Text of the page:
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    Coat of ArmsMedia Release
    Minister for Climate Change and Sustainability
    The Honourable Kate Jones


    Minister for Climate Change and Sustainability
    The Honourable Kate Jones

    Thursday, October 28, 2010


    Climate Change and Sustainability Minister Kate Jones today released the latest climate change report from the Queensland Climate Change Centre of Excellence.

    Ms Jones said the Climate Change in Queensland: What the Science is Telling Us 2010 report gives a uniquely Queensland perspective on the latest science of climate change and its potential impacts in our State.

    “The 2010 report draws on a review of more than 220 peer-reviewed scientific papers published in the past three years, and highlights the fact that we now have multiple lines of scientific evidence showing that Queensland’s climate is changing,” Ms Jones said.

    “It presents the differences between weather and climate, the causes of climate change and latest developments in international, national and Queensland research.

    “It also discusses the latest observations and projections showing that Queensland is getting hotter, sea-levels are expected to continue to rise, and the impact of extreme weather events will increase.

    “Average global temperatures have already increased by about 0.75 ºC since 1900. The land–ocean temperature record indicates that 14 of the past 15 years have been the warmest since 1880.

    “The predicted changes in average rainfall and temperatures and increased frequency of severe weather events, including droughts, floods and severe tropical cyclones, could reduce Queensland’s primary and agricultural production, as well as having a significant impact on the wellbeing of affected communities.”

    Ms Jones said the report is an important document for government, business, industry and the community to help us understand how the climate is changing, and what it will mean for us in the coming decades.

    “The climate system is complex but a better understanding of how the climate is changing and what the impacts mean will help each and every one of us to make more informed decisions about what we can do to deal with it in the future,” she said.

    “The report highlights, for example, that our iconic Great Barrier Reef will be impacted by increasing acidification of the ocean and warming of the ocean due to more carbon in the atmosphere.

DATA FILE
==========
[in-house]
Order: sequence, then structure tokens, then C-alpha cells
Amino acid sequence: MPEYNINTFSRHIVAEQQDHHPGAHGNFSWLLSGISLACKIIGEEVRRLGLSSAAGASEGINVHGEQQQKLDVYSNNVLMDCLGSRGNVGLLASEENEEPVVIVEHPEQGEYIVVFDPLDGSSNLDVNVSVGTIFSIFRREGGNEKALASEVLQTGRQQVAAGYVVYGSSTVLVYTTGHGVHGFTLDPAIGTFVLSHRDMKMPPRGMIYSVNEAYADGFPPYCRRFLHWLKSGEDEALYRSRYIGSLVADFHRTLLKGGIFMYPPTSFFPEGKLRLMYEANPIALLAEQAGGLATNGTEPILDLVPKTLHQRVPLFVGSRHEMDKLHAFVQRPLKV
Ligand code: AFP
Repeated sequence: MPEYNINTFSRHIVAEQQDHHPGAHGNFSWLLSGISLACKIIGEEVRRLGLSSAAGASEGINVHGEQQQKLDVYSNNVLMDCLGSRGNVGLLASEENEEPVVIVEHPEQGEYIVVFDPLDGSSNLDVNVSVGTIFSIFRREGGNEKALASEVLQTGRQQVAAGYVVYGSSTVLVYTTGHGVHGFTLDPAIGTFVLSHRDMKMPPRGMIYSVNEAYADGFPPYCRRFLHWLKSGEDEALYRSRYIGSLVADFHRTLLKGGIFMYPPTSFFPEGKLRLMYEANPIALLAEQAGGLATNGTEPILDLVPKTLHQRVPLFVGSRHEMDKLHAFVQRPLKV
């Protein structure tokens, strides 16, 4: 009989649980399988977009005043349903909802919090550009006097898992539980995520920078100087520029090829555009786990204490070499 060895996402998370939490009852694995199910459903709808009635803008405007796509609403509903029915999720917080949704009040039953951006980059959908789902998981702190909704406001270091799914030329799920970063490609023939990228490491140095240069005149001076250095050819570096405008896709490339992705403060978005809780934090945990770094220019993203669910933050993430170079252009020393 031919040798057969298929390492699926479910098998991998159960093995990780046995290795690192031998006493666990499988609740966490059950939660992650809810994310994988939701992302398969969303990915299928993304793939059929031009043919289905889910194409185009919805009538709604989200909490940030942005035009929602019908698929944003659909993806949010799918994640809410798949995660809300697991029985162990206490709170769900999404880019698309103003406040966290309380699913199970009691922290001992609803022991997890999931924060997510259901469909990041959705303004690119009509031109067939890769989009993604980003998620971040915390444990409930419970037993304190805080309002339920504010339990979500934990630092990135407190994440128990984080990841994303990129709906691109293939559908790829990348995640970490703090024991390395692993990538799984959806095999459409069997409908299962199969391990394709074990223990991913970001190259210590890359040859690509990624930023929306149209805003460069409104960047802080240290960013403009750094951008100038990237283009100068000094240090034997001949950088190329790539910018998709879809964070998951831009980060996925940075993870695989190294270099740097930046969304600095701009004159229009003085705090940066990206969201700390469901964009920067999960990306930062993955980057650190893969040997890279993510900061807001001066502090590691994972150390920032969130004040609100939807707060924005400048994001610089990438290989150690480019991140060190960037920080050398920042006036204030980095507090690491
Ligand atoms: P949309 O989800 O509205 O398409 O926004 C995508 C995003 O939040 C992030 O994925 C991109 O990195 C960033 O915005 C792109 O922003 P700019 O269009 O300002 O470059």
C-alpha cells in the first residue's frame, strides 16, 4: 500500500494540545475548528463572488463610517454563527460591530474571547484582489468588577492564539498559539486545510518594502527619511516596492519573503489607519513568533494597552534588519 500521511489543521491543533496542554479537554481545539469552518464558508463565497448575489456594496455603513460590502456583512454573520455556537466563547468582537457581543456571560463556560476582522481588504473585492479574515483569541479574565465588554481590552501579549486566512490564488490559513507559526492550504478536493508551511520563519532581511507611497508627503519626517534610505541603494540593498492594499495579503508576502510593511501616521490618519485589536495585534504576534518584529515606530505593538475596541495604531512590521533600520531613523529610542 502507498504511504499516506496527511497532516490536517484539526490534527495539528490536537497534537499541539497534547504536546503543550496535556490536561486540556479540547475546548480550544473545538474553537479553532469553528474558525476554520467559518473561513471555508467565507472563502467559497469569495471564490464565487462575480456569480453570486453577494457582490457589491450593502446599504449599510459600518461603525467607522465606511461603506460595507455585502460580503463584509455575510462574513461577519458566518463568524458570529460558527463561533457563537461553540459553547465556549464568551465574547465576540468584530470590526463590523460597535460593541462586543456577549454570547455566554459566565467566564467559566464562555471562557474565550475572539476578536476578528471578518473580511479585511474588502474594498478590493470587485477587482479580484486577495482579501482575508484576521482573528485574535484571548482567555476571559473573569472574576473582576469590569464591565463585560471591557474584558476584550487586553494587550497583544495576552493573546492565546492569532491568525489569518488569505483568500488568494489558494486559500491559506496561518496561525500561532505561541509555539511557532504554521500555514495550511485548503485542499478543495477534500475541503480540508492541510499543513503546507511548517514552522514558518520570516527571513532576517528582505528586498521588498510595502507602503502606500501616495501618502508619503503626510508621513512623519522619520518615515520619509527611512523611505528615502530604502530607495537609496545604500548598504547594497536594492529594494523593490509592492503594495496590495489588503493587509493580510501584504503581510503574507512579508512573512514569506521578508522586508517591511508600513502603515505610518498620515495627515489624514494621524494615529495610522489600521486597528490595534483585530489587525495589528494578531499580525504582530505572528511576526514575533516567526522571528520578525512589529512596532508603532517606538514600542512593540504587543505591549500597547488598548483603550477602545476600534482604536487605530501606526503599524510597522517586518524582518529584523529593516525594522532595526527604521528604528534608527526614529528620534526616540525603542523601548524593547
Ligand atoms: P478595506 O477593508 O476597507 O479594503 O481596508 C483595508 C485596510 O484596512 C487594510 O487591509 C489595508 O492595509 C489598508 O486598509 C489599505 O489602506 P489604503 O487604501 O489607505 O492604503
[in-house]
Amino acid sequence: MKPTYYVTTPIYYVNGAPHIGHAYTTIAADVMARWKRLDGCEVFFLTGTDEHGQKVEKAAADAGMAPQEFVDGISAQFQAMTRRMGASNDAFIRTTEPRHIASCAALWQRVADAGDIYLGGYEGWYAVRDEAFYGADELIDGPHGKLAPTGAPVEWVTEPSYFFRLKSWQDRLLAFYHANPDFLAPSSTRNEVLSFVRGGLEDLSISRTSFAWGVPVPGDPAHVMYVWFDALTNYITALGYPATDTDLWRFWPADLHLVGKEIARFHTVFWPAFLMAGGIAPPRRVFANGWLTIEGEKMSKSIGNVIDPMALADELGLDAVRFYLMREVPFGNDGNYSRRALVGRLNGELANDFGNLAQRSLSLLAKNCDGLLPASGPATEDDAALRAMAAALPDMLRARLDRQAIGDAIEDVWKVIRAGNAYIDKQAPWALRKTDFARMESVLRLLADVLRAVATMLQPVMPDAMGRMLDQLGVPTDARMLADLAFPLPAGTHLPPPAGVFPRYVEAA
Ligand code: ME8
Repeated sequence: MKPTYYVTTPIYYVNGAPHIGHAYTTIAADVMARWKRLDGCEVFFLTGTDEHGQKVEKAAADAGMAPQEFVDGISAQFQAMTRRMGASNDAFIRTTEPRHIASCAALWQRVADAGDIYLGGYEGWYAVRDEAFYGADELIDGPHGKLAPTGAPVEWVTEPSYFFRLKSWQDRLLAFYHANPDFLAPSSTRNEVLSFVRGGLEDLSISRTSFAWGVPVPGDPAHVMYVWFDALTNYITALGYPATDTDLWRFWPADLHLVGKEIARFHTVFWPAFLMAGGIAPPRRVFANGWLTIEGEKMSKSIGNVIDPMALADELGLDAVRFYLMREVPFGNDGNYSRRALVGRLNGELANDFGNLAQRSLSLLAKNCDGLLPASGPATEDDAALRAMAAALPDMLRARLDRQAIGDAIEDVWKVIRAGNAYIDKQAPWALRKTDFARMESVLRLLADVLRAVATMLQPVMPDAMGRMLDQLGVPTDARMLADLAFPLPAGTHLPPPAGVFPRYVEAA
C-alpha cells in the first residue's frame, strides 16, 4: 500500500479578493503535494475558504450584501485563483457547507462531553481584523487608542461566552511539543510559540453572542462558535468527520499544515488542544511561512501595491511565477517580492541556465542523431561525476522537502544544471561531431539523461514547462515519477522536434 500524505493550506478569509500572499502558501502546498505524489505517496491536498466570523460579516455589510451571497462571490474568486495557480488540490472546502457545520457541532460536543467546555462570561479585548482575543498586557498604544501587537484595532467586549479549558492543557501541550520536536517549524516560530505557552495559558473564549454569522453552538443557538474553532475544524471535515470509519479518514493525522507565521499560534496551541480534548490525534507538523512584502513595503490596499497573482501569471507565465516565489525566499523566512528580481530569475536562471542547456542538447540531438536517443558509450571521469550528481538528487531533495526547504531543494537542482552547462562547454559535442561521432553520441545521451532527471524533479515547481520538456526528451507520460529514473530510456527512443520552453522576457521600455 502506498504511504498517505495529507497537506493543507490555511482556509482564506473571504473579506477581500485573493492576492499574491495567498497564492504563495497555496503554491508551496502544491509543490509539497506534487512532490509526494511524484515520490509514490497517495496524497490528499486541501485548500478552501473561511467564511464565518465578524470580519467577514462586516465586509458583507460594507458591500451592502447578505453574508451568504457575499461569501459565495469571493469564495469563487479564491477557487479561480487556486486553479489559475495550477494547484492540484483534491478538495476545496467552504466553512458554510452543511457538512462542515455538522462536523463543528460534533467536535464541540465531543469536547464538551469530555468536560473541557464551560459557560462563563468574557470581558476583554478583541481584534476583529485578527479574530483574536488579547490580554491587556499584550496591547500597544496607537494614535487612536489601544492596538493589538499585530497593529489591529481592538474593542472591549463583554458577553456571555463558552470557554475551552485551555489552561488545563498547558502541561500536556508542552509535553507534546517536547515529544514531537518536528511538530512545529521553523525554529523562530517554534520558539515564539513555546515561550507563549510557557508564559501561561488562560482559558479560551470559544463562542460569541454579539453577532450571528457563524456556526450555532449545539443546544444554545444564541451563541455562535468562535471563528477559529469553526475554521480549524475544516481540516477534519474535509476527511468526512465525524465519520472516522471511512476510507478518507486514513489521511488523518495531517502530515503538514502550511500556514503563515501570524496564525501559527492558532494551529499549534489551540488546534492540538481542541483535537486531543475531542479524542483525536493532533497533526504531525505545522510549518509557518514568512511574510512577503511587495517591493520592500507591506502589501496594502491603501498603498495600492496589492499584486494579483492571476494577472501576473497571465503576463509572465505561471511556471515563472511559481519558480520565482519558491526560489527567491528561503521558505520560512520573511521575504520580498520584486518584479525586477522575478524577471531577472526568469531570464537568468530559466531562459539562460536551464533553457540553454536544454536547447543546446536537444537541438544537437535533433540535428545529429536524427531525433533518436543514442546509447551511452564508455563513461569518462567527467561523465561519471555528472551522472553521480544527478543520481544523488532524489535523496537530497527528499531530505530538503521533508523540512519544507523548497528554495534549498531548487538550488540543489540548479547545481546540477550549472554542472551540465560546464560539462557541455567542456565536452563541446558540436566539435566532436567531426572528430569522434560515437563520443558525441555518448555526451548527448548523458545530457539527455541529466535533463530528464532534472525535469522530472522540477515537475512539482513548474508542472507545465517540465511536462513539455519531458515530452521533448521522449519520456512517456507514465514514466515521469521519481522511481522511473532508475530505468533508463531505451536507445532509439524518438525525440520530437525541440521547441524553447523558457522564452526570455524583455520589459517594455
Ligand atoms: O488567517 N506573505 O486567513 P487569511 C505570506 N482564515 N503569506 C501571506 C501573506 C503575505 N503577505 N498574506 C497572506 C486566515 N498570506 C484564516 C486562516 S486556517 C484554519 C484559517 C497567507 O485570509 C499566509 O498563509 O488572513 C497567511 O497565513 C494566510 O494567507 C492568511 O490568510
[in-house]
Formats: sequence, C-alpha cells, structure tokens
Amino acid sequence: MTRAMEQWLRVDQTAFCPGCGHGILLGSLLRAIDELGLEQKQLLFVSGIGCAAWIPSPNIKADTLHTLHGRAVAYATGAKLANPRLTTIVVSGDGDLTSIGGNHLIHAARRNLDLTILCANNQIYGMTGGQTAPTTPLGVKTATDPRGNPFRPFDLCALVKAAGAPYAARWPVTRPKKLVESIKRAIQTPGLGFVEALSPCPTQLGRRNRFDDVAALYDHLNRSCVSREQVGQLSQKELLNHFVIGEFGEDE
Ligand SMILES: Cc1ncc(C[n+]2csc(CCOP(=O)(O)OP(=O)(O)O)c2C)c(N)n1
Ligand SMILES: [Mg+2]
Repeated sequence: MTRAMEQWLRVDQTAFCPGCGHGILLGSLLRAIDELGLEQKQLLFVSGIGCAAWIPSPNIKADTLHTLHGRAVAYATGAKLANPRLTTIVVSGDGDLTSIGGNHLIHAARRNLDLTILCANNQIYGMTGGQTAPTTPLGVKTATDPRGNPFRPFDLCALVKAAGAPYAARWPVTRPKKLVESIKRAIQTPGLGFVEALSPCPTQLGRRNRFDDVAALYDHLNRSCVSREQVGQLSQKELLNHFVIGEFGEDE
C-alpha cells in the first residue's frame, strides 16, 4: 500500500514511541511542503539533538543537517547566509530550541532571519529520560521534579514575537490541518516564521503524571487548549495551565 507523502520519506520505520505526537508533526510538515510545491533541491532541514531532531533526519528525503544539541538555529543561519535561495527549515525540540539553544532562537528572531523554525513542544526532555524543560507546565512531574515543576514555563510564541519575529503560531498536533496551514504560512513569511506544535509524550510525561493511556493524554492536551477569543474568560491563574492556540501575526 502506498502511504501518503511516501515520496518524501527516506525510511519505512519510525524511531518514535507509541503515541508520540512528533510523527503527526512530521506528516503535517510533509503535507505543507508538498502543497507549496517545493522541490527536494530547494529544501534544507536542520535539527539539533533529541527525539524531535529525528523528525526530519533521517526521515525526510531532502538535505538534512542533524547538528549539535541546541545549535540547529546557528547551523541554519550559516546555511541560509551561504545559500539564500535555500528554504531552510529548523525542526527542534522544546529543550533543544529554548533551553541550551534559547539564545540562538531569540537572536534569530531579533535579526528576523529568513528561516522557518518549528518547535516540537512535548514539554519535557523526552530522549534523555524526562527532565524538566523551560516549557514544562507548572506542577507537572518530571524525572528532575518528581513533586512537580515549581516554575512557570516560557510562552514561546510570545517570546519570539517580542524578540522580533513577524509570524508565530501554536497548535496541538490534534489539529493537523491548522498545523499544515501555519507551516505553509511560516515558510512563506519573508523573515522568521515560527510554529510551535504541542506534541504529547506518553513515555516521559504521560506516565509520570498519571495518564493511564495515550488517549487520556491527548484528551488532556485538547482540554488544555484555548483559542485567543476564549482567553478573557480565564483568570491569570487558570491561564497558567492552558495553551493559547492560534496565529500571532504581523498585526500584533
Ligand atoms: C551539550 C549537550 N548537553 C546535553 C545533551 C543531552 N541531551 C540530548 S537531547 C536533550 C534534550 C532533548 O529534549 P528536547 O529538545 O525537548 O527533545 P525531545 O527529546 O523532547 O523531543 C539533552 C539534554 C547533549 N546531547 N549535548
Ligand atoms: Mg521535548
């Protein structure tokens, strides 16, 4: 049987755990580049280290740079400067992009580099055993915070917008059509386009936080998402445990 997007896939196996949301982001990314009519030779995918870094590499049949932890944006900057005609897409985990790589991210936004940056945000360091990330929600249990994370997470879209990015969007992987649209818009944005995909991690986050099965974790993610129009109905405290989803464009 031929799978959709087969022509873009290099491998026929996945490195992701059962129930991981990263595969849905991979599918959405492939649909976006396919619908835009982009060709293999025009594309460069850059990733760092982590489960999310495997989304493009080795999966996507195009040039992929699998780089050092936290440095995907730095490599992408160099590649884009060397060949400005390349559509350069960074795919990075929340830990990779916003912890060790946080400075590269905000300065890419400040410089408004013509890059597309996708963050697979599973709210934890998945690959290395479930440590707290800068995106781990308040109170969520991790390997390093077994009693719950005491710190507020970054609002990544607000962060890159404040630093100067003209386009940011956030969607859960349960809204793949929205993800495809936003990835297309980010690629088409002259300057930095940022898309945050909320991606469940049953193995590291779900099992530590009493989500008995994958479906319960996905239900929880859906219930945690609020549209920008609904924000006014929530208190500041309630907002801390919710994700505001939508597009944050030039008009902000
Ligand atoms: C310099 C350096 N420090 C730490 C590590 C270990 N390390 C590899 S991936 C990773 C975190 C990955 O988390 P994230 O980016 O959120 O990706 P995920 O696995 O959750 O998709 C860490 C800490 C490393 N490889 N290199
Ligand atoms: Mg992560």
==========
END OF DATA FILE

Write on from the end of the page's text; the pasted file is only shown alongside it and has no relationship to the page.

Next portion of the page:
“This means greater threats to the unique corals of the reef, because as the water gets more acid, coral growth is reduced and as it warms it encourages the kind of algae which block essential light to coral.

    “This information helps to inform the Bligh Government’s action in working with Queenslanders to reduce our greenhouse gas emissions and deliver reforms such as the Reef Protection Rescue Package.”

    Ms Jones said, to coincide with the release of the report, leading scientists from the Climate Scientists Australia network will meet with politicians from all sides of politics today, in a series of briefings aimed at improving communication between legislators and climate science experts.

    “Climate Scientists Australia is an independent group whose mission is to advance the use of balanced, scientifically-based information in decisions on climate-related issues and they are running a national series of briefings for politicians to promote an open dialogue between community leaders and CSA members,” she said.

    “Climate literacy in our community will become increasingly important as regional and national governments around the world work towards global agreement on collective action to reduce our greenhouse gas emissions.

    “Better communication of the science of climate change will ensure our community level responses are better planned, timed and targeted.

    “Today’s briefings are an important step in improving communication between legislators and scientists.”

    Ms Jones said Queensland had developed one of Australia’s strongest state-based climate science facilities in the Queensland Climate Change Centre of Excellence.

    “Queensland is contributing to the preparation of the next Intergovernmental Panel on Climate Change Report due in 2014 through the Queensland Climate Change Centre of Excellence, the only state-based climate science research centre in Australia,” she said.

    “While action at an international and national level is vital to combat climate change, the Bligh Government is already helping Queenslanders to make a difference.

    “The Queensland Government accepts that climate change is real and through our climate change strategy ‘ClimateQ: toward a greener Queensland’ we are delivering programs to help Queenslanders adapt and reduce the impacts of climate change.”

    A copy of the Change in Queensland: What the Science is Telling Us 2010 report is available online at

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